Cycling guru speaking in Aspen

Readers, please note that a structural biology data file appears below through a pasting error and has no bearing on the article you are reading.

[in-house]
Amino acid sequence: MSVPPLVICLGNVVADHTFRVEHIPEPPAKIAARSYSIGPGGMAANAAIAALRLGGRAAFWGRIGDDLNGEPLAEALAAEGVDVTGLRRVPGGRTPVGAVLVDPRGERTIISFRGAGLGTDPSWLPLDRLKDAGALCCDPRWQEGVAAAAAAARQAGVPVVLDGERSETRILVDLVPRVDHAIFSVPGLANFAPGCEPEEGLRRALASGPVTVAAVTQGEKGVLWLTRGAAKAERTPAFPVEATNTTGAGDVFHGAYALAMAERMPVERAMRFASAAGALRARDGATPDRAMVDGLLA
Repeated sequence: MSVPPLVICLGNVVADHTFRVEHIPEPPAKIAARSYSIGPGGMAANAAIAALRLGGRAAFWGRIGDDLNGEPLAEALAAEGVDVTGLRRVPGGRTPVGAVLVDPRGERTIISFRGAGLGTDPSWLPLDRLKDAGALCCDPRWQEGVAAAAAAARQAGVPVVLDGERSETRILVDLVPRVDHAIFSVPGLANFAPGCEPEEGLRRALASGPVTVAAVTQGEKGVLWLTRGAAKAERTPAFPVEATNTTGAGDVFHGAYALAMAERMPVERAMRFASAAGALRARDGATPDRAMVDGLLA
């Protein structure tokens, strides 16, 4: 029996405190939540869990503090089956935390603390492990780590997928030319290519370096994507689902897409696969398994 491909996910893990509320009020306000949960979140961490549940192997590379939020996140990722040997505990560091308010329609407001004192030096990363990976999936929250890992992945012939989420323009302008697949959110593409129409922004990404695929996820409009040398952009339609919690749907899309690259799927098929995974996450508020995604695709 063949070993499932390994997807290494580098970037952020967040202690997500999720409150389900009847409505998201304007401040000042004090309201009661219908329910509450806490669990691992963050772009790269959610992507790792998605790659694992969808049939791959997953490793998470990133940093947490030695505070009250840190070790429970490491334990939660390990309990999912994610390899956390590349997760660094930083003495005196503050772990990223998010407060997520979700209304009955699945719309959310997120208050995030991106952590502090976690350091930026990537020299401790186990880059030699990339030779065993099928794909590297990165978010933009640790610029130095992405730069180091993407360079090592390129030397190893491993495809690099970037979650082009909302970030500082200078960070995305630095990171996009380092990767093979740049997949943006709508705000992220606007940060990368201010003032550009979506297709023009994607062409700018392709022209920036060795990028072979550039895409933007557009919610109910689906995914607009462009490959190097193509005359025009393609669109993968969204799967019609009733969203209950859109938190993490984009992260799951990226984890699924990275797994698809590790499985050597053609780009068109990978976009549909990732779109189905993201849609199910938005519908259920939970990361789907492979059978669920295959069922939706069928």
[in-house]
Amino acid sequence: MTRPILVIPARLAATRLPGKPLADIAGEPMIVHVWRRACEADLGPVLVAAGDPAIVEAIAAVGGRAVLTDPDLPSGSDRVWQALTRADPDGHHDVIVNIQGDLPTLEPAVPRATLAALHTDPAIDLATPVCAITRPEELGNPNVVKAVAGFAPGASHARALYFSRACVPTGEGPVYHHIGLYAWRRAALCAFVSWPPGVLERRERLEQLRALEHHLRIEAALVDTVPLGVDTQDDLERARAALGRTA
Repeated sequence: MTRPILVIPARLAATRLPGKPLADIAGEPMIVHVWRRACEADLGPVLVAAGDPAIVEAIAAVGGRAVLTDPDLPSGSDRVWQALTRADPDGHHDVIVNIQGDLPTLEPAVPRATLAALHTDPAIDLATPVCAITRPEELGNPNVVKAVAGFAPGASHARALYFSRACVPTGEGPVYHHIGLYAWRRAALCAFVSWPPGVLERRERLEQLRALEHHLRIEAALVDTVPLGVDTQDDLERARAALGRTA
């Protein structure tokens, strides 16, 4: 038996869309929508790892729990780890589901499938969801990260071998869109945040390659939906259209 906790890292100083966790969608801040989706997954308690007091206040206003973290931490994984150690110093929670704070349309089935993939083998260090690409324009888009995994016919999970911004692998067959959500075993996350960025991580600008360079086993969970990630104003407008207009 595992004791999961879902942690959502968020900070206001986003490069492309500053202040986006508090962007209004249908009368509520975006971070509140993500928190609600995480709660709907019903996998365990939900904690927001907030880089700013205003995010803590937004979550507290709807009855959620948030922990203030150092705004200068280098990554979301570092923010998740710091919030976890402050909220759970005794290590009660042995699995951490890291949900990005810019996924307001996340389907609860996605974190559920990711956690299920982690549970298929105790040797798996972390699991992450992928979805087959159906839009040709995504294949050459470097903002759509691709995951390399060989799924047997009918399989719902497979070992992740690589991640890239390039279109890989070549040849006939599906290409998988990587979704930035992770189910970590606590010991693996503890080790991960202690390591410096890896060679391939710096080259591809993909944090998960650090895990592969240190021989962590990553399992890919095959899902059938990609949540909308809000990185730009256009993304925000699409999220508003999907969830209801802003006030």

ASPEN For the first time in nine years, Chris Carmichael didn’t go to the Tour de France. As coach for seven-time champion, Lance Armstrong, Carmichael played a pivotal role in many of the past tours.”It was a mess of a Tour,” said Carmichael, speaking of doping issues that removed the race leader and multiple other cyclists. “You can look at the sport and say the sport is corrupt or you can say the sport is doing a lot.”He opted for the second version, saying that if other sports were doing as much as cycling, then there would be similar circumstances in those sports. Carmichael is in town Monday to provide support for the Aspen/Snowmass Ride for the Cure. He is co-founder of the ride and is the 2007 national honorary co-chair. He has cycled at each of the first three rides for the cure and will be there this year as well. The ride is part of the Susan G. Komen for the Cure’s Aspen affiliate, a group that has donated hundreds of thousands of dollars to valley health organizations to help fight breast cancer. Though strides have been made against the disease both in cancer research and education, 211,000 women are expected to die this year from breast cancer. Carmichael appears Monday to support Komen Aspen with a book-signing of his latest book, “Five Essentials for a Winning Life,” from 4 p.m. to 6 p.m. at the Sky Hotel.Komen Ride for the Cure folks will be there signing people up for the ride. And the Sky Hotel will donate proceeds from a drink, tickled pink, to the foundation. The ride is only three weeks away – Saturday, Sept. 8. Last year, more than 400 riders participated in the 100-mile ride. The ride, more fundraiser than race, costs $100 to enter and a commitment of raising an additional $500. Organizers said that though the big ride is 100 miles, there are other distances to suit riders of all abilities. “The ride has become a symbol of hope for survivors,” said Elaine Grossman, president of the board of Komen Aspen. “There’s a spirit about it that inspires people to come back year after year.” The state of cyclingDoping is the issue of the day for the sport of cycling, and questions of doping seems to have left few untouched. Carmichael has had to face questions following allegations by cyclists he trained in 2000.He has not been found to be giving performance enhancing drugs to the athletes he trains, through a reported 33 medals at the Olympics, World Championships and Pan American Games, as well as the seven Tour de France wins. “It’s painful to watch and to see,” he said.Once Carmichael dispenses with the latest from the doping issues gripping cycling, he is on to more fun topics such as nutrition and how he did the Leadville 100 mountain bike race this year. He speaks in a refreshingly honest way; for someone known as a fitness guru, he doesn’t appear to have the need to prove himself on fitness. When talking about trying to beat the Leadville event’s nine hour cut-off needed to earn a belt buckle and missing it by less than 15 minutes, two years in a row, he wryly smiled. Joel Stonington’s e-mail address is firstname.lastname@example.org
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